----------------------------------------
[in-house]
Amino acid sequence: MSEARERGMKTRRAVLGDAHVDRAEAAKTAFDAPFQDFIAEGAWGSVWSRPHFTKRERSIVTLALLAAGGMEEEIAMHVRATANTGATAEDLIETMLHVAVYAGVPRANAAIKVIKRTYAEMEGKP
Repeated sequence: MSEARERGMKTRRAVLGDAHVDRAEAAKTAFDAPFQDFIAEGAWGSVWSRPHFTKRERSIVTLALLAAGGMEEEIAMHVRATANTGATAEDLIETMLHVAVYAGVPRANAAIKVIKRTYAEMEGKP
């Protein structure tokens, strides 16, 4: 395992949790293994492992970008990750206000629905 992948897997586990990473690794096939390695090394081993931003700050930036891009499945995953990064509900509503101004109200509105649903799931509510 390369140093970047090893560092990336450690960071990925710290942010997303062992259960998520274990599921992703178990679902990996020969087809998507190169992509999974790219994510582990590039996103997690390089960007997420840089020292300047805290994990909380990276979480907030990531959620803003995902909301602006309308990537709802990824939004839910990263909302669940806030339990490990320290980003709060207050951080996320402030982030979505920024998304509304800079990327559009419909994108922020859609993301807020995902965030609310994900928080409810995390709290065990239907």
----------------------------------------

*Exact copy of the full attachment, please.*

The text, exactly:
[in-house]
Amino acid sequence: MSEARERGMKTRRAVLGDAHVDRAEAAKTAFDAPFQDFIAEGAWGSVWSRPHFTKRERSIVTLALLAAGGMEEEIAMHVRATANTGATAEDLIETMLHVAVYAGVPRANAAIKVIKRTYAEMEGKP
Repeated sequence: MSEARERGMKTRRAVLGDAHVDRAEAAKTAFDAPFQDFIAEGAWGSVWSRPHFTKRERSIVTLALLAAGGMEEEIAMHVRATANTGATAEDLIETMLHVAVYAGVPRANAAIKVIKRTYAEMEGKP
């Protein structure tokens, strides 16, 4: 395992949790293994492992970008990750206000629905 992948897997586990990473690794096939390695090394081993931003700050930036891009499945995953990064509900509503101004109200509105649903799931509510 390369140093970047090893560092990336450690960071990925710290942010997303062992259960998520274990599921992703178990679902990996020969087809998507190169992509999974790219994510582990590039996103997690390089960007997420840089020292300047805290994990909380990276979480907030990531959620803003995902909301602006309308990537709802990824939004839910990263909302669940806030339990490990320290980003709060207050951080996320402030982030979505920024998304509304800079990327559009419909994108922020859609993301807020995902965030609310994900928080409810995390709290065990239907």